Closely related to the Yŏngdong action was the enemy advance southward on the next road eastward, the Poŭn-Hwanggan road. The N.K. 2d Division, arriving too late on the east of Taejŏn' to help in the attack on that city, turned toward Poŭn. Unless checked it would pass through that town and come out on the main Sŏul-Pusan highway at Hwanggan, about ten miles east of Yŏngdong. This would place it in the rear of the 1st Cavalry Division [did not get in country until the 15th] on the latter's main supply road.
The task of defending this road fell to the 27th Infantry Regiment of the U.S. 25th Division. Upon first arriving in Korea that regiment went to the Uisŏng area, thirty-five air miles north of Taegu.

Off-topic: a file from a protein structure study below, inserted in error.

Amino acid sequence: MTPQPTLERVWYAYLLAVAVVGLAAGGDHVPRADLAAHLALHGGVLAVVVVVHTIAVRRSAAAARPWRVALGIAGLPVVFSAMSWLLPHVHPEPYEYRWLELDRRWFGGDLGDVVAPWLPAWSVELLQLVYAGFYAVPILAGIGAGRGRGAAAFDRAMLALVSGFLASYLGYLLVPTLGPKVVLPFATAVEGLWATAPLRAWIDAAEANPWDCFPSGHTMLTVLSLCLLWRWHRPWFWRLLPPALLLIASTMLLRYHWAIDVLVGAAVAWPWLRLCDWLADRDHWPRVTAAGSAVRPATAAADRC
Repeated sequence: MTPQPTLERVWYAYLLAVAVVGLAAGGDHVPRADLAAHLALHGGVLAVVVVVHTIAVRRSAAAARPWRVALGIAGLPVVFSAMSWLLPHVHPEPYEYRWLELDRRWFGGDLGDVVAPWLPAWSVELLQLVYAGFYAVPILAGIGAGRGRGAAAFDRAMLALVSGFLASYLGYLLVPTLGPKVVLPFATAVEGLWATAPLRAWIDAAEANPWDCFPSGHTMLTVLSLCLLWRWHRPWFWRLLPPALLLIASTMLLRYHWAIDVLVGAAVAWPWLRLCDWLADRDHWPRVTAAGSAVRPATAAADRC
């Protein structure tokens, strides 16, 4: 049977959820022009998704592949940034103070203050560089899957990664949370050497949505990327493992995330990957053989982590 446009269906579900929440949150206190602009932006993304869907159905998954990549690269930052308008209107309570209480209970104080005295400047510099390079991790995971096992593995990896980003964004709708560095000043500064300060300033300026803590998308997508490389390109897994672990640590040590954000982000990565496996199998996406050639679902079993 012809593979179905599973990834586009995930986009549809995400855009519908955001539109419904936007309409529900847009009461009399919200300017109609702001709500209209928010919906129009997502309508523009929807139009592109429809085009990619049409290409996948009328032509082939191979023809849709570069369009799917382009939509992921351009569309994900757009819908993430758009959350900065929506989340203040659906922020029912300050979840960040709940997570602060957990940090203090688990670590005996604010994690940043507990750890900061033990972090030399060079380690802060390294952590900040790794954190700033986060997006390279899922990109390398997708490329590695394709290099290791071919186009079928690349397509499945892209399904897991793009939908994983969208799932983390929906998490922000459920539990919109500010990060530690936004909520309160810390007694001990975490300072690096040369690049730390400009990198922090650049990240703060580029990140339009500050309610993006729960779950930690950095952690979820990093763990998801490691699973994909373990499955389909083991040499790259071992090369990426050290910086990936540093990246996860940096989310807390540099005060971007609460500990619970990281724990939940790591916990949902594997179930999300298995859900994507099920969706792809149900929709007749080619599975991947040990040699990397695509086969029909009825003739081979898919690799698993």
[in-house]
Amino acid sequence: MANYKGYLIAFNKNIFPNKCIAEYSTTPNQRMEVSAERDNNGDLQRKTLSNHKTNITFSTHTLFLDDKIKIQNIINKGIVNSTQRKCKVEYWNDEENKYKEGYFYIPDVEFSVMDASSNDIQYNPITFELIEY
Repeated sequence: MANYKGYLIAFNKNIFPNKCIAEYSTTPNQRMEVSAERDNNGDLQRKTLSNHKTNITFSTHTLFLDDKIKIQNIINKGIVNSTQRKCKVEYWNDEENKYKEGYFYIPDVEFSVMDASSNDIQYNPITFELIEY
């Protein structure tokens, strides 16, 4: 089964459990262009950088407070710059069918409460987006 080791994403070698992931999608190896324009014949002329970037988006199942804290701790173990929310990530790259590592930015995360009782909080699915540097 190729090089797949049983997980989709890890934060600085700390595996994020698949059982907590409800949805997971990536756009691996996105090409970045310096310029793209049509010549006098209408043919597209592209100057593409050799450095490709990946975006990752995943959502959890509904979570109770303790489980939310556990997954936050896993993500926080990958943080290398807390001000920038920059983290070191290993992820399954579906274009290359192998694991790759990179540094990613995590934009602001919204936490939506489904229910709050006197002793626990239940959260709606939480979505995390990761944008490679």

On 13 July it moved from there to Andong to support ROK troops, but before it entered action in the heavy battles then taking place in that area it suddenly received orders to move to Sangju.
The 1st Cavalry Division quickly recognized the reality of these instructions. The division also experienced shortages in ammunition and other supplies. These shortages influenced the pace of the withdrawal. The threat of infiltration and flanking attacks remained until the division reached the Naktong River, but the need to secure the supply route from Taegu was equally important in the decision to move rapidly from Hwanggan to Kumchon.